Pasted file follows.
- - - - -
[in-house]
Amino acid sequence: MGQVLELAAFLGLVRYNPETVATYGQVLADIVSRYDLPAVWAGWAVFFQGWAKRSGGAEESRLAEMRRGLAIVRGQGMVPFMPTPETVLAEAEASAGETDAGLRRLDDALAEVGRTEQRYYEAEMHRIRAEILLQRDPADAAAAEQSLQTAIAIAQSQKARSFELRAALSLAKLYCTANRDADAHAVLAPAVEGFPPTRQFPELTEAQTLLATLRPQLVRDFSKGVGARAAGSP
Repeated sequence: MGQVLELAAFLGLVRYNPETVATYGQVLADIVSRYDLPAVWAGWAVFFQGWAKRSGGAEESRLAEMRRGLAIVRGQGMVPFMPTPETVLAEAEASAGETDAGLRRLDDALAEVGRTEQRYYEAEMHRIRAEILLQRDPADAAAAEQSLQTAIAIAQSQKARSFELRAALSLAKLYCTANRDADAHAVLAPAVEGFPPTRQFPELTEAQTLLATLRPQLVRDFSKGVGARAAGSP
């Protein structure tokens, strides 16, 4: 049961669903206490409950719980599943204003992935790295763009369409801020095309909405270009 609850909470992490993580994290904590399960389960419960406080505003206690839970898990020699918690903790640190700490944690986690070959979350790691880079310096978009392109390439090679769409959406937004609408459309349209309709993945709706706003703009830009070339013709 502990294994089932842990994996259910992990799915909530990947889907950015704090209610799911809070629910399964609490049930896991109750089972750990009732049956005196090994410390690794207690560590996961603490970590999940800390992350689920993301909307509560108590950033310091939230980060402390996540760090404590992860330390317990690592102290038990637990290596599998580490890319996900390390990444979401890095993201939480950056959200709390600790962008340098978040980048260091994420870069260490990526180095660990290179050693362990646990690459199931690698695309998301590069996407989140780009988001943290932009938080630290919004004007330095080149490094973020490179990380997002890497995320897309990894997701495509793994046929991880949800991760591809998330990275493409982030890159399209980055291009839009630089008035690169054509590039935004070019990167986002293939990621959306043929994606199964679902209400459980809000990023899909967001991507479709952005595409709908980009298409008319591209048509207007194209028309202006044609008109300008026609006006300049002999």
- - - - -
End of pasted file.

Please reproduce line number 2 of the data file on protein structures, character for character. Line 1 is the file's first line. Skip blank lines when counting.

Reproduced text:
Amino acid sequence: MGQVLELAAFLGLVRYNPETVATYGQVLADIVSRYDLPAVWAGWAVFFQGWAKRSGGAEESRLAEMRRGLAIVRGQGMVPFMPTPETVLAEAEASAGETDAGLRRLDDALAEVGRTEQRYYEAEMHRIRAEILLQRDPADAAAAEQSLQTAIAIAQSQKARSFELRAALSLAKLYCTANRDADAHAVLAPAVEGFPPTRQFPELTEAQTLLATLRPQLVRDFSKGVGARAAGSP